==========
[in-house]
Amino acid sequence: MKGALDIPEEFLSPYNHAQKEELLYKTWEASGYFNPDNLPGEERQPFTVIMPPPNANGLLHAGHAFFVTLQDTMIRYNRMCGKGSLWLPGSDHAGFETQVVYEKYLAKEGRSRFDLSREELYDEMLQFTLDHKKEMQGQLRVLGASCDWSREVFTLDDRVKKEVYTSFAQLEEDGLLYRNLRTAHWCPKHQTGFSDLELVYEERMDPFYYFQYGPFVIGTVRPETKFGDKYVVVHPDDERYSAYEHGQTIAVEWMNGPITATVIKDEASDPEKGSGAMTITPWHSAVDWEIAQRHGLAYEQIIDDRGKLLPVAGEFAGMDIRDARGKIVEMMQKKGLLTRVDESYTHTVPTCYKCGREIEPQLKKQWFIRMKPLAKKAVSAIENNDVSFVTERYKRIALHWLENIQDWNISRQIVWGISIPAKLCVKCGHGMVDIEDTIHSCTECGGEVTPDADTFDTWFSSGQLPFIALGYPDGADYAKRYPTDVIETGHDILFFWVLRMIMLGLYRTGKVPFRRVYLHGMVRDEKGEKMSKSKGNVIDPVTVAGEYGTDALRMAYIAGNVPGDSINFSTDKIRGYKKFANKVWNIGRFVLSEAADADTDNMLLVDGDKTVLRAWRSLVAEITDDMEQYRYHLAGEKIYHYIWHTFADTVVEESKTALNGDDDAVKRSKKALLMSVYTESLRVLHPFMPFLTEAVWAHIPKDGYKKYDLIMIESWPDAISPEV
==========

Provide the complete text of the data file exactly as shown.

[in-house]
Amino acid sequence: MKGALDIPEEFLSPYNHAQKEELLYKTWEASGYFNPDNLPGEERQPFTVIMPPPNANGLLHAGHAFFVTLQDTMIRYNRMCGKGSLWLPGSDHAGFETQVVYEKYLAKEGRSRFDLSREELYDEMLQFTLDHKKEMQGQLRVLGASCDWSREVFTLDDRVKKEVYTSFAQLEEDGLLYRNLRTAHWCPKHQTGFSDLELVYEERMDPFYYFQYGPFVIGTVRPETKFGDKYVVVHPDDERYSAYEHGQTIAVEWMNGPITATVIKDEASDPEKGSGAMTITPWHSAVDWEIAQRHGLAYEQIIDDRGKLLPVAGEFAGMDIRDARGKIVEMMQKKGLLTRVDESYTHTVPTCYKCGREIEPQLKKQWFIRMKPLAKKAVSAIENNDVSFVTERYKRIALHWLENIQDWNISRQIVWGISIPAKLCVKCGHGMVDIEDTIHSCTECGGEVTPDADTFDTWFSSGQLPFIALGYPDGADYAKRYPTDVIETGHDILFFWVLRMIMLGLYRTGKVPFRRVYLHGMVRDEKGEKMSKSKGNVIDPVTVAGEYGTDALRMAYIAGNVPGDSINFSTDKIRGYKKFANKVWNIGRFVLSEAADADTDNMLLVDGDKTVLRAWRSLVAEITDDMEQYRYHLAGEKIYHYIWHTFADTVVEESKTALNGDDDAVKRSKKALLMSVYTESLRVLHPFMPFLTEAVWAHIPKDGYKKYDLIMIESWPDAISPEV